Mastering Close Reading: A Smart Literacy Strategy for Secondary Students

Close reading is a simple and smart literacy strategy for secondary students to use to build understanding and engagement in your content area. This week of the 6 Smart Strategies for Student Success PL Series is all about Strategy 1–Mastering Close Reading.

Close reading is a simple and smart literacy strategy for secondary students to use to build understanding and engagement in your content area. This week of the 6 Smart Strategies for Student Success PL Series is all about Strategy 1–Mastering Close Reading.

What is Close Reading?

Close reading is several readings of a complex text to go beyond comprehension and reach the level of interpretation and analysis. Close reading asks the reader to explain what the text says and how it says it. For example, how do word choice and tone impact what is being communicated?

Why it’s a Smart Literacy Strategy for Secondary Students

If reading a news article about a politician apologizing for an error, the politician might be quoted as saying, “Mistakes were made.” A student might point out that the meaning of the statement is that the politician made a mistake. That is what’s being communicated. Looking at word choice, the student could point out that by choosing to use passive voice (“were made”), the politician hasn’t assigned blame for the mistakes. Blame is deferred and word choice impacts meaning in that way.

In looking at the text that way, the student is analyzing and interpreting. That’s what we want them to do in our classes and beyond.

So how can we get them there?

Mastering Close Reading

The World History Project 1750 to the Present has a free template called “Three Close Reads.” You can download it on their website and use it as a tool to implement close reading. Khan Academy uses this strategy with articles curated by topic, also freely available online. I use this template in my classroom and it can be modified for other subjects.

It’s basically a chart with four sections to fill out:

  1. A Guiding Question.
    A guiding question is imperative because it focuses students. Without focus, it’s much easier for students to become lost in the reading. The question anchors them.
  2. Read 1: Skimming for the Gist
    Looking at the title, headings, subheadings, and skimming over the paragraphs allows students to have an idea of what the text is about. A general idea prepares them to dig deeper.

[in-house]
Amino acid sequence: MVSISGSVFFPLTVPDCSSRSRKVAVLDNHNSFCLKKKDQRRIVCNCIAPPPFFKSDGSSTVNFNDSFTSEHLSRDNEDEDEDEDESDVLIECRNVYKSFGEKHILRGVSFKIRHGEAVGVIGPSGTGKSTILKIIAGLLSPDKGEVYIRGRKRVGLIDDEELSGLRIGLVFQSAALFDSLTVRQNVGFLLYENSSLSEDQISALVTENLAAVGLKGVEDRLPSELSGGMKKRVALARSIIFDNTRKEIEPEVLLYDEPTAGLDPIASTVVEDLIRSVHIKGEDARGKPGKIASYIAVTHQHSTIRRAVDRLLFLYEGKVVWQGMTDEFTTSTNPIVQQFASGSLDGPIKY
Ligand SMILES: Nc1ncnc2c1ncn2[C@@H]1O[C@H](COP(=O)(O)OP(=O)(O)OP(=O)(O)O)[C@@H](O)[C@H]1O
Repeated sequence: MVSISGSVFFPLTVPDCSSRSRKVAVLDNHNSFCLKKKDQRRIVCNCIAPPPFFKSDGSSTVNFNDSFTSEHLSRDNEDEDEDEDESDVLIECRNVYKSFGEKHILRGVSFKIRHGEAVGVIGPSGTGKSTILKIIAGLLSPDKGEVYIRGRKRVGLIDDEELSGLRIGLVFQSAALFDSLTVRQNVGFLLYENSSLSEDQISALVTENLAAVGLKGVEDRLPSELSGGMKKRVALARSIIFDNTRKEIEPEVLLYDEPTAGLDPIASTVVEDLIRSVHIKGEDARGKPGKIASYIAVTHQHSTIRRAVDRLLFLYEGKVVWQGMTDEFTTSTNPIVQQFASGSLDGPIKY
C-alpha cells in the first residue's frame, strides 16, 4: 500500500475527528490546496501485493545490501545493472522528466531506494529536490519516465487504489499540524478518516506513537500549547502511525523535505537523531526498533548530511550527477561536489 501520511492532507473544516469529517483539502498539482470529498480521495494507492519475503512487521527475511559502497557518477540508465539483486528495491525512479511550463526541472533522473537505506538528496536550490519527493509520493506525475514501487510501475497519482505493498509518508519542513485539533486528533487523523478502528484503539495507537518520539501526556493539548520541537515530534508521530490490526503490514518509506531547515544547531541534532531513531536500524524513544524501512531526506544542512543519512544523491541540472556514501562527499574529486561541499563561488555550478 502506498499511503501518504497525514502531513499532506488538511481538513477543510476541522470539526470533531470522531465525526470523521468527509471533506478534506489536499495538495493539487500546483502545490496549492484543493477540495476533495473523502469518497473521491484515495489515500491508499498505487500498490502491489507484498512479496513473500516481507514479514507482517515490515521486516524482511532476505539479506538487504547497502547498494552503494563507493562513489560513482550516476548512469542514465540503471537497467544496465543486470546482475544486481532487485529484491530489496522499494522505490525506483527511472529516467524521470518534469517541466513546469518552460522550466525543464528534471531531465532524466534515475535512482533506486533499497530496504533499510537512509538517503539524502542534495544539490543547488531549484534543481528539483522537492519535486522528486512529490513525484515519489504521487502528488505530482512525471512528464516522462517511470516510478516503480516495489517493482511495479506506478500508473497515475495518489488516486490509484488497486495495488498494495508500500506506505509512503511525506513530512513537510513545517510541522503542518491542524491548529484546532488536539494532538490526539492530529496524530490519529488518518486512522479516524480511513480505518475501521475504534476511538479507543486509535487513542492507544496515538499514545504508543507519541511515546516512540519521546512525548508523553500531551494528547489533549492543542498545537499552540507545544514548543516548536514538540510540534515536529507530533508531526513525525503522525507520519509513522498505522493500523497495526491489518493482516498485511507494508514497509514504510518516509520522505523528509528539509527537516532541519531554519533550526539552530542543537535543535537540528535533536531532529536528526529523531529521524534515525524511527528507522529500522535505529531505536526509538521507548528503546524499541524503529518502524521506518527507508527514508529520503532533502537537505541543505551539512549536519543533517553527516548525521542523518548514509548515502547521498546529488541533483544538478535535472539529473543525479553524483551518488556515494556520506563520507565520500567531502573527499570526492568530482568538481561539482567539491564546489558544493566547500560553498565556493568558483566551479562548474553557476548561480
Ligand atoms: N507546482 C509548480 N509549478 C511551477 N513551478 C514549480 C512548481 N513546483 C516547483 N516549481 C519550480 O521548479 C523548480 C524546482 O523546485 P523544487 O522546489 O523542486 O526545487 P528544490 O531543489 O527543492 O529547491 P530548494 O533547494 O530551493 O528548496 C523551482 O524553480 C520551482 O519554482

3. Read 2: Understanding the Content
    This is when students pay attention to word choice, claims, and evidence.
  4. Read 3: Thinking Conceptually
    This is essentially when students make connections. How does the text connect to the time it was written, their lives? Did it change or reinforce their perspectives?

The first couple of times you use it, try modeling the process like this:

1. Preview the text. As you do, discuss your thought process. Your work should be visible to the students, so you have a few options to make that happen:

  • Print the Three Close Reads template and the text you’re reading. Use a document camera to share what you’re writing on a screen with your students.
  • Project the text and the template on a Promethean Board. Use a browser extension, such as
  • Annotate: Web Annotations with Screen Sharing (available in the Chrome Web Store), to mark directly on the documents within your web browser.

2. Fill out the “Overall question or idea to think about as you read” section with an overarching guided question you’ve come up with in advance. Khan Academy has guiding questions for its curated articles. I have standard guiding questions that I pull from to guide most historical readings. Think about what you’d use in your subject. Here are mine:

  • What words or phrases give away the author’s perspective or purpose? Why do they have this effect?
  • How does the time and location of this text’s creation impact what the author is saying? Are there important historical events that may be influencing it? Find specific examples that reflect this.
  • Who is the audience this author is targeting? Find specific examples that lead you to this conclusion.

3. Talk aloud as you read “Reading 1: Skimming for Gist.” Fill out the chart and actively speculate.

4. Talk aloud and annotate (highlight and define new vocabulary in the margins, highlight major claims, highlight and summarize details and evidence to support those claims in the margins) as you work through “Reading 2: Understanding Content.”

5. Talk aloud, annotate, and return to your guiding question as you work through “Reading 3: Evaluating and Corroborating.”

Using the gradual release model, the next step should be doing a close read collaboratively as a class or in small groups, followed by monitoring and supporting students as they do it independently.

A close read can be extended into a debate, a Socratic Seminar, or even remediation to encourage students to apply what they’ve learned. I’ve got a Socratic Seminar Template for you in my free resource library. Here’s a fantastic debate structure you can implement.

A structured debate is a smart strategy for extending close readings. Follow this link to see a structured way to implement one in the classroom.
A Socratic Seminar is a smart strategy for extending close readings. Follow this link to get a free template for implementing one in the classroom.

Think about how you can use this smart strategy in your classroom to improve student literacy. I’d love for you to reach out and let me know how you plan to use it in the coming year.

Don’t forget to come back next week for the second literacy strategy, note-taking.

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